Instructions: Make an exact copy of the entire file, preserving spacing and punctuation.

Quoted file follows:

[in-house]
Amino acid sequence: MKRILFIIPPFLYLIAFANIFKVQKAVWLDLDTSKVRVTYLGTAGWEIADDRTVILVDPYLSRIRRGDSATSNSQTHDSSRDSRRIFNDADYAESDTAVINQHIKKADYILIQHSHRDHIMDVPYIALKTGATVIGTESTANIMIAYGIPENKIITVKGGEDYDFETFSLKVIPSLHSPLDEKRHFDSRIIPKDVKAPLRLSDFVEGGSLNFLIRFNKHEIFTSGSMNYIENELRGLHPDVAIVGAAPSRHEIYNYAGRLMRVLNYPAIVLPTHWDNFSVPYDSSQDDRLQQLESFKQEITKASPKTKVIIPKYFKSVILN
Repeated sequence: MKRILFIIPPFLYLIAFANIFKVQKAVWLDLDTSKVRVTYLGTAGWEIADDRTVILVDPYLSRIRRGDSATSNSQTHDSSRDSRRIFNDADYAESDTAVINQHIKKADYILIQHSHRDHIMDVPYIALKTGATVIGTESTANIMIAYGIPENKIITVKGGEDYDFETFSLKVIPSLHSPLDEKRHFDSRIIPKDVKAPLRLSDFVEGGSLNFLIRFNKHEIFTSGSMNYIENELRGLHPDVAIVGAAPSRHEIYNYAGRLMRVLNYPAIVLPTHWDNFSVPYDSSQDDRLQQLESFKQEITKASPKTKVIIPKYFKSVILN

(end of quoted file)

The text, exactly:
[in-house]
Amino acid sequence: MKRILFIIPPFLYLIAFANIFKVQKAVWLDLDTSKVRVTYLGTAGWEIADDRTVILVDPYLSRIRRGDSATSNSQTHDSSRDSRRIFNDADYAESDTAVINQHIKKADYILIQHSHRDHIMDVPYIALKTGATVIGTESTANIMIAYGIPENKIITVKGGEDYDFETFSLKVIPSLHSPLDEKRHFDSRIIPKDVKAPLRLSDFVEGGSLNFLIRFNKHEIFTSGSMNYIENELRGLHPDVAIVGAAPSRHEIYNYAGRLMRVLNYPAIVLPTHWDNFSVPYDSSQDDRLQQLESFKQEITKASPKTKVIIPKYFKSVILN
Repeated sequence: MKRILFIIPPFLYLIAFANIFKVQKAVWLDLDTSKVRVTYLGTAGWEIADDRTVILVDPYLSRIRRGDSATSNSQTHDSSRDSRRIFNDADYAESDTAVINQHIKKADYILIQHSHRDHIMDVPYIALKTGATVIGTESTANIMIAYGIPENKIITVKGGEDYDFETFSLKVIPSLHSPLDEKRHFDSRIIPKDVKAPLRLSDFVEGGSLNFLIRFNKHEIFTSGSMNYIENELRGLHPDVAIVGAAPSRHEIYNYAGRLMRVLNYPAIVLPTHWDNFSVPYDSSQDDRLQQLESFKQEITKASPKTKVIIPKYFKSVILN